Editors’ Note: Shorts
With this issue of cléo, we wanted to keep it brief. We’re not going to lie: it was partly in hopes of getting a bit more rest and relaxation during the summer months, but we soon found that brevity doesn’t necessarily equate to a lack of profundity. (Twitter fans, rejoice!) Editing this issue opened us up to new filmmakers and new ideas, and another—often unsung—aspect of the film world: short filmmaking. With vol. 5, issue 2 (our 14th edition to date), we hope to prove once and for all that size really doesn’t matter, and that big ideas sometimes come in small packages.
There’s a challenge to writing tight, and all of our authors rose to the occasion, exploring their films and filmmakers with keen, concise nuance. Monica Uszerowicz reflects on her first sense of sexual desire as reflected in the queer short by Camila Saldarriaga ¡Mais Duro!. Chelsea Phillips-Carr, who will be joining our editorial team on the next issue, highlights the colonialist mindset behind Barbara Loden’s The Frontier Experience. Child’s play and “time mismanagement” are the common thread linking Andrea Arnold’s Wasp and Lynne Ramsay’s Small Deaths, according to Juan Velàsquez-Buriticá, and returning cléo contributor Willow Maclay digs into the uncompromising Riot Grrrl attitude of Sarah Jacobson’s I Was A Teenage Serial Killer. Ayanna Dozier studies how L.A. Rebellion filmmaker Alile Sharon Larkin edits anti-Blackness into plain view in The Kitchen and Courtney Duckworth explores laughter in the face of violence as a feminist survival strategy in Cecelia Condit’s Possibly in Michigan. Last, Michael Sicinski reflects on provocation and embodiment as throughlines to avant-garde tradition in the cinema of Nazlı Dinçel.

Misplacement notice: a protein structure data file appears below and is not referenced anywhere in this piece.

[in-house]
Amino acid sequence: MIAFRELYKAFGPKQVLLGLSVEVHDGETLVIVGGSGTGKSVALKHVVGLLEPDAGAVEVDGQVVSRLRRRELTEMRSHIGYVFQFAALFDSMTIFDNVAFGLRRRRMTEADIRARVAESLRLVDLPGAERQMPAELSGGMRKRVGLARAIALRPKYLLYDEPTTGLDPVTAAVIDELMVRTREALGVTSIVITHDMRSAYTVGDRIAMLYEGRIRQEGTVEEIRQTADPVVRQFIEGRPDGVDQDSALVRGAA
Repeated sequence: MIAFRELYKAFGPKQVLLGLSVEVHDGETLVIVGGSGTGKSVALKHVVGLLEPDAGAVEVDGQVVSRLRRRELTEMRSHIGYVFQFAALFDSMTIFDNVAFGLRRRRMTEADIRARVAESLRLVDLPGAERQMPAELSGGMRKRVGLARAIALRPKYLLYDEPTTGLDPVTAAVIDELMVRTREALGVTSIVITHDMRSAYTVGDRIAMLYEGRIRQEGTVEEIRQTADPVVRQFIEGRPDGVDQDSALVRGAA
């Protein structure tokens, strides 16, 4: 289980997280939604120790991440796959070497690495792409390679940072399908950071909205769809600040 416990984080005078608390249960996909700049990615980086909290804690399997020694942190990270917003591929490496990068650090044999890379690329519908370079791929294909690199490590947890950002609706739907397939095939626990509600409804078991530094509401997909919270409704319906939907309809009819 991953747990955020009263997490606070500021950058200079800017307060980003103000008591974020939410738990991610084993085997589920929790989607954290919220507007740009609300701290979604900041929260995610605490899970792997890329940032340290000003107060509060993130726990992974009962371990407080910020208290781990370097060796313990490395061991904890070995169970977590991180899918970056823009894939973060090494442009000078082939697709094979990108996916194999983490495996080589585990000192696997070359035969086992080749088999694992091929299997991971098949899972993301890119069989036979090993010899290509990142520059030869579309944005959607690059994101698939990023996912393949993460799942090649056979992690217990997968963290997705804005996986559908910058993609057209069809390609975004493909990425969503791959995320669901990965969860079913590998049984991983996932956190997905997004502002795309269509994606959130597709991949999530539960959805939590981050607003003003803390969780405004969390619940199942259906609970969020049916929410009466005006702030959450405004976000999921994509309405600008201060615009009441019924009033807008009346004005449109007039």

And speaking of small packages, we’d like to thank all the folks who have been giving to our Patreon campaign. Be it two bucks or 20, it all adds up and has become a true source of sustenance for us. It’s a monthly reminder that we’re not in this alone, that you also care about changing film culture, and that piece by piece we’re going to get there. Small steps maybe, but we’re pushing forward together.
The cléo editors
Laugh at the Face that Eats You: Cecelia Condit’s Possibly in MichiganCourtney Duckworth
Dance and Child’s Play in Wasp and Small Deathsjuan velàsquez-buriticá
Wild White West: Colonialism and Barbara Loden’s The Frontier ExperienceChelsea Phillips Carr